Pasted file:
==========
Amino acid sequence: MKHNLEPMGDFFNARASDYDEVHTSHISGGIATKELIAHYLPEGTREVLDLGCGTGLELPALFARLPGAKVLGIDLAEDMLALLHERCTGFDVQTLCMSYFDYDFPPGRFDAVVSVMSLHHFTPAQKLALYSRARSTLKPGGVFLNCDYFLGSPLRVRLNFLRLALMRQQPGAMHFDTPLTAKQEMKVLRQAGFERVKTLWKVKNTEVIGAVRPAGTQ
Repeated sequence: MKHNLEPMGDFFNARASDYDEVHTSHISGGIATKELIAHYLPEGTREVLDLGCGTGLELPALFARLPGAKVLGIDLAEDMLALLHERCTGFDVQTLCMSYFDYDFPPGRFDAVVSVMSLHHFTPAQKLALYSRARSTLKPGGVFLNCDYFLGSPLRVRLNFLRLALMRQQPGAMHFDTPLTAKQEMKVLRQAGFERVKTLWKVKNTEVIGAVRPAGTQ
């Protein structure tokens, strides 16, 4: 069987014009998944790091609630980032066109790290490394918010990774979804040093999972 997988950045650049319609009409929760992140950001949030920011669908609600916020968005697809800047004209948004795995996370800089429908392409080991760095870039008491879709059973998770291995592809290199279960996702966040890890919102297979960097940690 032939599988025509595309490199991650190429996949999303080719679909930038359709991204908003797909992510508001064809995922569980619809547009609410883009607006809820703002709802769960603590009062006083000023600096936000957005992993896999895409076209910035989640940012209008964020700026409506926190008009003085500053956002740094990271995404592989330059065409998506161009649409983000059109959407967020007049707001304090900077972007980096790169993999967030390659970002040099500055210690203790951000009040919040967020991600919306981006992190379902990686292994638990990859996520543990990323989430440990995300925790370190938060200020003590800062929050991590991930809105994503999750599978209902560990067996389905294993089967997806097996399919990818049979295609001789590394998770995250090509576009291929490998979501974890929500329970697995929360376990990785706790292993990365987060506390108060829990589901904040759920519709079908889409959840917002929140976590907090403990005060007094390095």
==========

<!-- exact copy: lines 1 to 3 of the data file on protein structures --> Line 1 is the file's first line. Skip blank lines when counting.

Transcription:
Amino acid sequence: MKHNLEPMGDFFNARASDYDEVHTSHISGGIATKELIAHYLPEGTREVLDLGCGTGLELPALFARLPGAKVLGIDLAEDMLALLHERCTGFDVQTLCMSYFDYDFPPGRFDAVVSVMSLHHFTPAQKLALYSRARSTLKPGGVFLNCDYFLGSPLRVRLNFLRLALMRQQPGAMHFDTPLTAKQEMKVLRQAGFERVKTLWKVKNTEVIGAVRPAGTQ
Repeated sequence: MKHNLEPMGDFFNARASDYDEVHTSHISGGIATKELIAHYLPEGTREVLDLGCGTGLELPALFARLPGAKVLGIDLAEDMLALLHERCTGFDVQTLCMSYFDYDFPPGRFDAVVSVMSLHHFTPAQKLALYSRARSTLKPGGVFLNCDYFLGSPLRVRLNFLRLALMRQQPGAMHFDTPLTAKQEMKVLRQAGFERVKTLWKVKNTEVIGAVRPAGTQ
């Protein structure tokens, strides 16, 4: 069987014009998944790091609630980032066109790290490394918010990774979804040093999972 997988950045650049319609009409929760992140950001949030920011669908609600916020968005697809800047004209948004795995996370800089429908392409080991760095870039008491879709059973998770291995592809290199279960996702966040890890919102297979960097940690 032939599988025509595309490199991650190429996949999303080719679909930038359709991204908003797909992510508001064809995922569980619809547009609410883009607006809820703002709802769960603590009062006083000023600096936000957005992993896999895409076209910035989640940012209008964020700026409506926190008009003085500053956002740094990271995404592989330059065409998506161009649409983000059109959407967020007049707001304090900077972007980096790169993999967030390659970002040099500055210690203790951000009040919040967020991600919306981006992190379902990686292994638990990859996520543990990323989430440990995300925790370190938060200020003590800062929050991590991930809105994503999750599978209902560990067996389905294993089967997806097996399919990818049979295609001789590394998770995250090509576009291929490998979501974890929500329970697995929360376990990785706790292993990365987060506390108060829990589901904040759920519709079908889409959840917002929140976590907090403990005060007094390095």